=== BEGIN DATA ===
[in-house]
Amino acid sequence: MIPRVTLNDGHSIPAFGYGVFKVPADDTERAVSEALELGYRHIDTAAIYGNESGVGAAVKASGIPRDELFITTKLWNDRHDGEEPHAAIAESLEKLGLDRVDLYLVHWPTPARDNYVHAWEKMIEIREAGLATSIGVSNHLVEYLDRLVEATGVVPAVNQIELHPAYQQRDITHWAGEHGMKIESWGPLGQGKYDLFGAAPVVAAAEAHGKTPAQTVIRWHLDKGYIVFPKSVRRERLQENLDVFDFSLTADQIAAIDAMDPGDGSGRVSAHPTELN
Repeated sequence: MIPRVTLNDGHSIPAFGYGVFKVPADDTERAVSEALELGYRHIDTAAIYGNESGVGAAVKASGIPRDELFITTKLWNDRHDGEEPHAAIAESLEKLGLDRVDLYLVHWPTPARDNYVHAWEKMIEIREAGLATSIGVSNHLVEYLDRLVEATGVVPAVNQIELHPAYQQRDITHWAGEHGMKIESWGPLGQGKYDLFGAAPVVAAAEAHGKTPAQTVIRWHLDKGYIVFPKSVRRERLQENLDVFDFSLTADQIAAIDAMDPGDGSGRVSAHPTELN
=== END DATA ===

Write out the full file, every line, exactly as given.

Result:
[in-house]
Amino acid sequence: MIPRVTLNDGHSIPAFGYGVFKVPADDTERAVSEALELGYRHIDTAAIYGNESGVGAAVKASGIPRDELFITTKLWNDRHDGEEPHAAIAESLEKLGLDRVDLYLVHWPTPARDNYVHAWEKMIEIREAGLATSIGVSNHLVEYLDRLVEATGVVPAVNQIELHPAYQQRDITHWAGEHGMKIESWGPLGQGKYDLFGAAPVVAAAEAHGKTPAQTVIRWHLDKGYIVFPKSVRRERLQENLDVFDFSLTADQIAAIDAMDPGDGSGRVSAHPTELN
Repeated sequence: MIPRVTLNDGHSIPAFGYGVFKVPADDTERAVSEALELGYRHIDTAAIYGNESGVGAAVKASGIPRDELFITTKLWNDRHDGEEPHAAIAESLEKLGLDRVDLYLVHWPTPARDNYVHAWEKMIEIREAGLATSIGVSNHLVEYLDRLVEATGVVPAVNQIELHPAYQQRDITHWAGEHGMKIESWGPLGQGKYDLFGAAPVVAAAEAHGKTPAQTVIRWHLDKGYIVFPKSVRRERLQENLDVFDFSLTADQIAAIDAMDPGDGSGRVSAHPTELN